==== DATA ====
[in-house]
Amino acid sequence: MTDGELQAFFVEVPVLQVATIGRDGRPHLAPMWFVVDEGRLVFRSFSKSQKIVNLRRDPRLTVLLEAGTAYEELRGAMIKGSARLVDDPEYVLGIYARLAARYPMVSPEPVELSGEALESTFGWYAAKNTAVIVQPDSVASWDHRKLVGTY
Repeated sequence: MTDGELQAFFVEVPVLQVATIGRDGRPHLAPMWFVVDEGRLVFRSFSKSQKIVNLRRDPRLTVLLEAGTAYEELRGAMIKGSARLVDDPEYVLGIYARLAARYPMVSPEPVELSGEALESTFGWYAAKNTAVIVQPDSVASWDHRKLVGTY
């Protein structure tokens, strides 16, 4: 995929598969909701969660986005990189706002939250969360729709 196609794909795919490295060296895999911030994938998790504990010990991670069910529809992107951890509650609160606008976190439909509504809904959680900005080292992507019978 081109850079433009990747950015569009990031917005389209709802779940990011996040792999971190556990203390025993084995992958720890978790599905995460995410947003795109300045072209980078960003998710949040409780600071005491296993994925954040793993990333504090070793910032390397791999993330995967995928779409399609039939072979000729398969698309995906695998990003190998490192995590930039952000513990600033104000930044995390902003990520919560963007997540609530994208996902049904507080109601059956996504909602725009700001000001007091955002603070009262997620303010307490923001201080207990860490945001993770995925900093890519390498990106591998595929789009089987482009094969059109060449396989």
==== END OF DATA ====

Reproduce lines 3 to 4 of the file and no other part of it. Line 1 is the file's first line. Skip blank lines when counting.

Repeated sequence: MTDGELQAFFVEVPVLQVATIGRDGRPHLAPMWFVVDEGRLVFRSFSKSQKIVNLRRDPRLTVLLEAGTAYEELRGAMIKGSARLVDDPEYVLGIYARLAARYPMVSPEPVELSGEALESTFGWYAAKNTAVIVQPDSVASWDHRKLVGTY
């Protein structure tokens, strides 16, 4: 995929598969909701969660986005990189706002939250969360729709 196609794909795919490295060296895999911030994938998790504990010990991670069910529809992107951890509650609160606008976190439909509504809904959680900005080292992507019978 081109850079433009990747950015569009990031917005389209709802779940990011996040792999971190556990203390025993084995992958720890978790599905995460995410947003795109300045072209980078960003998710949040409780600071005491296993994925954040793993990333504090070793910032390397791999993330995967995928779409399609039939072979000729398969698309995906695998990003190998490192995590930039952000513990600033104000930044995390902003990520919560963007997540609530994208996902049904507080109601059956996504909602725009700001000001007091955002603070009262997620303010307490923001201080207990860490945001993770995925900093890519390498990106591998595929789009089987482009094969059109060449396989």